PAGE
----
Over her years in the Big Apple, Nancy has maintained her Minnesota connection largely through mentor, co-writer and coproducer Arne Fogel, himself one of the active veterans on the Twin Cities vocal jazz scene. Fogel produced the Ellington at Night shows in the Metropolitan Room (early in 2015 and again in September) and subsequent album, all of which received rave reviews from critics like Will Friedwald (Wall Street Journal), who commented that “She engages the listener by seeming to put her whole soul completely forward and yet, somehow, hold something back at the same time….She’s the kind of a singer who, after hearing her just once, you’ll never want to let her go.”

Nancy Harms © Andrea Canter

 

Following the April 2016 release of Ellington at Night at Dizzy’s Club Coca-Cola in Manhattan, Nancy and the Jeremy Siskind Trio toured the Midwest, held a London CD release at Royal Albert Hall, performed at the Copenhagan Jazz Festival, toured the West Coast in summer 2016, and performed in Paris at New Morning in September. She’ll return to the Cophenhagan Jazz Festival in July.

Earlier this year, Nancy, with vocalist Emily Braden and bassist Steve Whipple, released Double Bass Double Voice, a unique trio project melding jazz, folk, and gospel, and earning a 4.5-star rating from Downbeat.

 

Ellington at Night (Gazelle Records, 2016)

For this album of the prolifically recorded Ellington, Nancy dips deep into the repertoire, combining new arrangements of such standards as “Lush Life,” “Prelude to a Kiss,” “I Got It Bad and That Aint Good,” and “I’m Beginning to See the Light” with seldom-heard tunes like “Rocks in My Bed,” “Troubled Waters,” and “Long, Strong and Consecutive.” With pianist Siskind, bassist Danton Boller and drummer Willie Jones III, along with a string quartet on two tracks, Harms has perfect support for her “journey under the Duke’s velvet sky and twinkling stars,” as she notes on the album sleeve. She further notes that “Ellington’s music explores all the richness that the night has to offer, from loneliness to luxuriousness, from flirtation to melancholy.” And Harms elegantly succeeds in bringing this range of emotion and atmosphere to the listener, from the sultry innocence of “Prelude to a Kiss” and roller-coaster passion of “Lush Life” to the angular upbeat arrangement of “I’m Beginning to See the Light,” the swampy darkness of “Strange Feeling” and wispy elegance of “Lost in Meditation,” “Reflections,” and “I Like the Sunrise.” (Read full review here.)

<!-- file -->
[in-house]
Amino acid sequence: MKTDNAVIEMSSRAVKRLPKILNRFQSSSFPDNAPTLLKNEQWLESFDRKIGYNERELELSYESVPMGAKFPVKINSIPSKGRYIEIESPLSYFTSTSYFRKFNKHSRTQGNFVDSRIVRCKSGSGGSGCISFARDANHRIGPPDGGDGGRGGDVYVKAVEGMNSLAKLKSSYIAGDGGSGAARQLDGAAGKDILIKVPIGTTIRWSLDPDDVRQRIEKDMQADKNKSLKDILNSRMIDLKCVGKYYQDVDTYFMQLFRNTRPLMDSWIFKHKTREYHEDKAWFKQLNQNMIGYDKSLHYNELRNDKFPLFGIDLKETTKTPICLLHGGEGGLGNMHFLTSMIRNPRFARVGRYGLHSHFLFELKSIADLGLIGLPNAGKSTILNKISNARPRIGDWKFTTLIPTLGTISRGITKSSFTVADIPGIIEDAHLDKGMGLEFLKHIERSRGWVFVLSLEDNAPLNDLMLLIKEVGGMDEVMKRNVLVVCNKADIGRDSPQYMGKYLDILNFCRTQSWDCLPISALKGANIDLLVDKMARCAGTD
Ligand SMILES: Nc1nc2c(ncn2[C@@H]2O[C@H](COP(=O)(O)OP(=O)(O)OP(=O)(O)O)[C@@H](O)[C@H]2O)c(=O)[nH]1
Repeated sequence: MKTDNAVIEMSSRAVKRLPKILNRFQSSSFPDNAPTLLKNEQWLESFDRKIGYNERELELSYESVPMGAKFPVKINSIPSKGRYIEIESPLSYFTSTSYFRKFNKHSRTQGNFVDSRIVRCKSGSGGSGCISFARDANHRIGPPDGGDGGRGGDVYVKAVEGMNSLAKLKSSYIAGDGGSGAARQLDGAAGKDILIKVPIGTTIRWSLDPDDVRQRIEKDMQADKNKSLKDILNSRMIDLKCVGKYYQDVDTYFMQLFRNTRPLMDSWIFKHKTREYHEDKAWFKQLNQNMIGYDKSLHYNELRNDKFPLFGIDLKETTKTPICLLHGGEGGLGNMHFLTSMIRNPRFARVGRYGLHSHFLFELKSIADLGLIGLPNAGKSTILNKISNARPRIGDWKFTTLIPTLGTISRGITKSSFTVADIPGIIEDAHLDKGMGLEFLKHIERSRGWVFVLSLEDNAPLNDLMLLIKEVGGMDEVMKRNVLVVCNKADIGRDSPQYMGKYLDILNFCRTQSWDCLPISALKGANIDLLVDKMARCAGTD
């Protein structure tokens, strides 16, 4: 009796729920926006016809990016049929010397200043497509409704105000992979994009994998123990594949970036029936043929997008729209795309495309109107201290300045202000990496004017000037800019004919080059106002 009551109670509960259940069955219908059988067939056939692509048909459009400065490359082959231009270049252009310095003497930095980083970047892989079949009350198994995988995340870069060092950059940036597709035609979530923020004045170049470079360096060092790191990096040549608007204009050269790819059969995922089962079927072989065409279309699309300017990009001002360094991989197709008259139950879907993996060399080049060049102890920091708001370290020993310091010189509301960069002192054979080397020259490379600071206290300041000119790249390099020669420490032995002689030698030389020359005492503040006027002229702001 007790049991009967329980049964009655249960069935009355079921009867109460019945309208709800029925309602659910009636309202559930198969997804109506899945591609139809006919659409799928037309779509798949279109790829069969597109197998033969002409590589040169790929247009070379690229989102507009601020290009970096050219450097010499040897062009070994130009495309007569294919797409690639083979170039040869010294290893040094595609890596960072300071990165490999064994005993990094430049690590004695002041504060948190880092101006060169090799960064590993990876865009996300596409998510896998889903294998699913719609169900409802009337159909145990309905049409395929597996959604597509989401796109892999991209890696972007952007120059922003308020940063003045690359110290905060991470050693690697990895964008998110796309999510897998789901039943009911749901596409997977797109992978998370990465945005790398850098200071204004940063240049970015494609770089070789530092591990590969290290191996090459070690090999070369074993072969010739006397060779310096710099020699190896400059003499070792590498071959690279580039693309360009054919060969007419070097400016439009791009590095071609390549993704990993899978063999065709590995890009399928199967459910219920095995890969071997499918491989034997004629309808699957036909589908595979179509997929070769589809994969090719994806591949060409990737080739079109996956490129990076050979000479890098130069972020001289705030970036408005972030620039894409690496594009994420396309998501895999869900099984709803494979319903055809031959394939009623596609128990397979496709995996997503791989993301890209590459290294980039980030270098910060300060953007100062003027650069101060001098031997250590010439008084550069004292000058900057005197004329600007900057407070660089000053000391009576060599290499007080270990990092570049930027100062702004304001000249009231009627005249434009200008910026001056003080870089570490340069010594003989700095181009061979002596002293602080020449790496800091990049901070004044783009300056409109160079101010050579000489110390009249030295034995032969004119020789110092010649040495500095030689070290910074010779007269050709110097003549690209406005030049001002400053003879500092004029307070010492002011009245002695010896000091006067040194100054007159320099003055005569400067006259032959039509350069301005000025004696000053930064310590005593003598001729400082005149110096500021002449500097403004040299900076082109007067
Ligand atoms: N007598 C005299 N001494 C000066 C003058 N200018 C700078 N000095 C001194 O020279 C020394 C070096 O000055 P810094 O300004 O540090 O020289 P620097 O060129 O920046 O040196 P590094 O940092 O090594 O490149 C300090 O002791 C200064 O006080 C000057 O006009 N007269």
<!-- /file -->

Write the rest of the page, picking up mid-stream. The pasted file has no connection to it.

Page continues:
In the Dunsmore Room

The success of Ellington notwithstanding, Nancy has other material in mind for her show in the Dunsmore Room. “It will be a few songs just for dad and otherwise quite a variety,” she says.  “I’ll be doing tunes from all of my albums and also some tunes I haven’t sung in the U.S. (or on any albums) including an original. So, I’m planning to make it quite a different line-up…there won’t be a lot of repeats for those who have been to recent shows.”

 

 

 

The Dunsmore Room in Crooners Lounge is located at 6161 NE Highway 65 in Fridley, just north of I-694 and 20 minutes northeast of downtown Minneapolis. Reservations strongly recommended via Brown Paper Tickets at www.croonersloungemn.com. More about Nancy Harms at www.nancyharms.com  CD available via I-Tunes, Amazon and other music sources.